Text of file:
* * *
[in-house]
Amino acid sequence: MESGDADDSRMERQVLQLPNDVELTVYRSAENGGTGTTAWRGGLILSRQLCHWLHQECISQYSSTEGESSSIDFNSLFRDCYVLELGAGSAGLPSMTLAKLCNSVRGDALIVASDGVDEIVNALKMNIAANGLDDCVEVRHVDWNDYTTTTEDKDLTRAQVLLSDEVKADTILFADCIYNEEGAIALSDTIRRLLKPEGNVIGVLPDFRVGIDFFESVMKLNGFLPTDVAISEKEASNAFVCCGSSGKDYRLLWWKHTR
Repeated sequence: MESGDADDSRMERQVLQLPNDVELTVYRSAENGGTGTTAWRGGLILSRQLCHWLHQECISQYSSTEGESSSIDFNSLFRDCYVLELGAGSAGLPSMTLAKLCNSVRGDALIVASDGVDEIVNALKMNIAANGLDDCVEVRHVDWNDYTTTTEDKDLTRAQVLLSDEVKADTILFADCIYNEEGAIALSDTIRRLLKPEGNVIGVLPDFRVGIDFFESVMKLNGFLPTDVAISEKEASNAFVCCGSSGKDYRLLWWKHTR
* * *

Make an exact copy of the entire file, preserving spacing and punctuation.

[in-house]
Amino acid sequence: MESGDADDSRMERQVLQLPNDVELTVYRSAENGGTGTTAWRGGLILSRQLCHWLHQECISQYSSTEGESSSIDFNSLFRDCYVLELGAGSAGLPSMTLAKLCNSVRGDALIVASDGVDEIVNALKMNIAANGLDDCVEVRHVDWNDYTTTTEDKDLTRAQVLLSDEVKADTILFADCIYNEEGAIALSDTIRRLLKPEGNVIGVLPDFRVGIDFFESVMKLNGFLPTDVAISEKEASNAFVCCGSSGKDYRLLWWKHTR
Repeated sequence: MESGDADDSRMERQVLQLPNDVELTVYRSAENGGTGTTAWRGGLILSRQLCHWLHQECISQYSSTEGESSSIDFNSLFRDCYVLELGAGSAGLPSMTLAKLCNSVRGDALIVASDGVDEIVNALKMNIAANGLDDCVEVRHVDWNDYTTTTEDKDLTRAQVLLSDEVKADTILFADCIYNEEGAIALSDTIRRLLKPEGNVIGVLPDFRVGIDFFESVMKLNGFLPTDVAISEKEASNAFVCCGSSGKDYRLLWWKHTR